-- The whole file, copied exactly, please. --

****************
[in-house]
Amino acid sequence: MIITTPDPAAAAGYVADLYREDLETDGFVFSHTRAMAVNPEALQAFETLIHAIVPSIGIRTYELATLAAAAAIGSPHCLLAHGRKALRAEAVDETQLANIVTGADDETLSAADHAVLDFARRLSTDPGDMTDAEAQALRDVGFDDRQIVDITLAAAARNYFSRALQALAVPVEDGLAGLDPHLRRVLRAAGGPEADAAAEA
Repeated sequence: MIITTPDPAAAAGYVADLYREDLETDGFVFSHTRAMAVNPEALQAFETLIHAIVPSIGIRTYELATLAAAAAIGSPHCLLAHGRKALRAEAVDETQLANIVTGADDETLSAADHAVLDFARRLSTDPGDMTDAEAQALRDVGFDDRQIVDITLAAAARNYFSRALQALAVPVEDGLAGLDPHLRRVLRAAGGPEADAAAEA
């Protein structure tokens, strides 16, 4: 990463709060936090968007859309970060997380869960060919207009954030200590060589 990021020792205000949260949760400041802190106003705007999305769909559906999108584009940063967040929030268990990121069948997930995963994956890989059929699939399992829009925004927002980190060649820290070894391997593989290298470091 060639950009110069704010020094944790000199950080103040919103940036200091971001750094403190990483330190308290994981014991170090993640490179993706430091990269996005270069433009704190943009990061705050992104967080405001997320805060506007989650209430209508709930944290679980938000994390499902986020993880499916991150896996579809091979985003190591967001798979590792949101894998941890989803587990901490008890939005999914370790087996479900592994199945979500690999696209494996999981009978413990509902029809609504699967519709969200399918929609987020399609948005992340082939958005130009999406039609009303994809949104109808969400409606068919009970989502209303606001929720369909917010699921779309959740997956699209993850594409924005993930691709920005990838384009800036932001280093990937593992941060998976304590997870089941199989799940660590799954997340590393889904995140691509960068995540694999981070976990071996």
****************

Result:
[in-house]
Amino acid sequence: MIITTPDPAAAAGYVADLYREDLETDGFVFSHTRAMAVNPEALQAFETLIHAIVPSIGIRTYELATLAAAAAIGSPHCLLAHGRKALRAEAVDETQLANIVTGADDETLSAADHAVLDFARRLSTDPGDMTDAEAQALRDVGFDDRQIVDITLAAAARNYFSRALQALAVPVEDGLAGLDPHLRRVLRAAGGPEADAAAEA
Repeated sequence: MIITTPDPAAAAGYVADLYREDLETDGFVFSHTRAMAVNPEALQAFETLIHAIVPSIGIRTYELATLAAAAAIGSPHCLLAHGRKALRAEAVDETQLANIVTGADDETLSAADHAVLDFARRLSTDPGDMTDAEAQALRDVGFDDRQIVDITLAAAARNYFSRALQALAVPVEDGLAGLDPHLRRVLRAAGGPEADAAAEA
């Protein structure tokens, strides 16, 4: 990463709060936090968007859309970060997380869960060919207009954030200590060589 990021020792205000949260949760400041802190106003705007999305769909559906999108584009940063967040929030268990990121069948997930995963994956890989059929699939399992829009925004927002980190060649820290070894391997593989290298470091 060639950009110069704010020094944790000199950080103040919103940036200091971001750094403190990483330190308290994981014991170090993640490179993706430091990269996005270069433009704190943009990061705050992104967080405001997320805060506007989650209430209508709930944290679980938000994390499902986020993880499916991150896996579809091979985003190591967001798979590792949101894998941890989803587990901490008890939005999914370790087996479900592994199945979500690999696209494996999981009978413990509902029809609504699967519709969200399918929609987020399609948005992340082939958005130009999406039609009303994809949104109808969400409606068919009970989502209303606001929720369909917010699921779309959740997956699209993850594409924005993930691709920005990838384009800036932001280093990937593992941060998976304590997870089941199989799940660590799954997340590393889904995140691509960068995540694999981070976990071996």